I hit a chap when Australia played a zone team in India (Mohammad Shahid, batting at No 5, for Central Zone in Nagpur, he retired hurt for four in September 1979) and knocked his teeth off. I went down to see his teeth and I cried on the way back. This poor fellow retired hurt. It was 1979 so there were no helmets. I was sad, but he came back two days later and was nice to me. I didn't really mean to hurt him, but it's just part of the game.
The batsman is your enemy
I hit a kid on the head in U-13 cricket. You don't think, you just run in. The batsman is the enemy. He is human when he's walking down the street, but when he has pads on and a bat in his hand, he is the enemy and no one shakes hands with the enemy. No one is nice to their enemy because if you are nice to your enemy, your enemy will get you, belt you. Did anyone feel sorry when Viv (Vivian Richards) was hooking us out of the fence for 10 sixes in a row? Will anyone come down and say 'I'm sorry Hogg', or 'mate you're alright there? No!
Aggression makes you bowl fast
Fast bowlers need to be totally aggressive on the ground but you can be a nice person off it. It might not be easy, but you do find someone like Brett Lee or Pat Cummins who are nice blokes off the ground. But as a fast bowler you have be aggressive, else you're wasting your time. Aggression gives you that extra yard of pace, makes you faster.
Paul Harvey's caricature of Rodney Hogg, who was in the fruit business for a while. Courtesy: The Whole Hogg (Published by Wilkinson Publishing Pty Ltd)
When I swore back
I remember we played Test match and then a one-dayer in Colombo in 1983 and this guy had a flag in the stands and was giving it to me. The best form of sledging in the world is when you cannot understand the other guy. (Arjuna) Ranatunga, Javed (Miandad)… you couldn't understand them so I swore back at this guy badly and then realised that the Sri Lankan president was just eight rows back.
It's all very well to have neutral umpires, but I think you must have umpires, who can understand the dialect. If you don't, then for example, someone like Kohli or Dhoni can say whatever they want. The other day at the MCG, Warner was trying to tell Rohit Sharma to 'speak in English' and they made a big deal out of that. He (Warner) wasn't sledging him, but he got fined. So, you should have umpires, who understand the language of both sides. If that was the case earlier, then Javed (Miandad) might have been the biggest sledger the game has ever seen.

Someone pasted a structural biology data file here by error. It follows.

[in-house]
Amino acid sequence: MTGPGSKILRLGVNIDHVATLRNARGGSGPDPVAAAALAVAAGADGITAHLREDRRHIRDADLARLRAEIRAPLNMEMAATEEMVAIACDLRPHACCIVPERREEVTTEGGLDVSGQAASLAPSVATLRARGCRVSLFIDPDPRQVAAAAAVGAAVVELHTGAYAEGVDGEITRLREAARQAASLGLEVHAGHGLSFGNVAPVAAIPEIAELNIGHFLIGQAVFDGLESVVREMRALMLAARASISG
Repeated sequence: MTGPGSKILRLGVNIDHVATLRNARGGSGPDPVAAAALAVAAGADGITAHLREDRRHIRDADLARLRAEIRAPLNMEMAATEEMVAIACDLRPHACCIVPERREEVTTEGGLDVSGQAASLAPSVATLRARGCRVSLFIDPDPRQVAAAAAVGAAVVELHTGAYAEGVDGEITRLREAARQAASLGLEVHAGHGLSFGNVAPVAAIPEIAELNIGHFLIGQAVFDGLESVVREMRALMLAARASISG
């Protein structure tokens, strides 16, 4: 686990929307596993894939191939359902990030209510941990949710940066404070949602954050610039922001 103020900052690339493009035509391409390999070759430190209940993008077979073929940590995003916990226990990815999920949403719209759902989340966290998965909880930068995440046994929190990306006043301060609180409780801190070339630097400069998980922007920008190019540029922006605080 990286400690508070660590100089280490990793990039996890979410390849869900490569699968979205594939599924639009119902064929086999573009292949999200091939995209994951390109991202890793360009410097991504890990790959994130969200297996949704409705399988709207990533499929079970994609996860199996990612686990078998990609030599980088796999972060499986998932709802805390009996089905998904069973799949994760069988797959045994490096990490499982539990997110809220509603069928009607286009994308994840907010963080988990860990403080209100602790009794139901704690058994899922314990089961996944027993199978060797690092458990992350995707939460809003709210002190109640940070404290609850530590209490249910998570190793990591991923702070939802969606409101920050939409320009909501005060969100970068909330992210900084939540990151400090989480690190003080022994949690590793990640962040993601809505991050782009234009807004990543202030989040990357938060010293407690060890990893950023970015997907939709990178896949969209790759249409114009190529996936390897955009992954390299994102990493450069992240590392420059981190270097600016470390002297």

Swore a lot in India
I was not as big a swearer as Lenny Pascoe or Merv Hughes, but I did swear a lot. I swore a lot in India. I predicted Shane Warne would take 500 wickets I was writing for The Truth newspaper and faced Warne in his second district game. The moment I faced him, I had no idea. I thought this is seriously good bowling. Shane bowled three balls to me and those were as good deliveries as any I had faced from a leg-spinner.
So, I thought this was amazing. And with newspapers, you exaggerate a bit and I exaggerated. But as it turned out I was wrong because I wrote 500 and he went on to get 700 wickets. Warne's a freak of the game. He's the Bradman of bowling. Then, two days later, I was sacked. I didn't think much about it then because Warnie had played just one Shield game. So at the time I got sacked, I wasn't thinking about whatever I wrote. I think the paper went broke two years back.
India tour of 1979-80 was a hard one
I was 27 when I made my debut and I had four or five bad back spasms because I am not a big bloke. After India (1979), I came back with a bad back and that was a pretty hard, three-month tour. Even though I didn't get many wickets, I was proud of the fact that I kept going and I was always trying. When I returned, my back gave up but eventually I fought back. So it all started at 27 and finished at 34 and probably had three bad backs along the way.
Madras was unbearable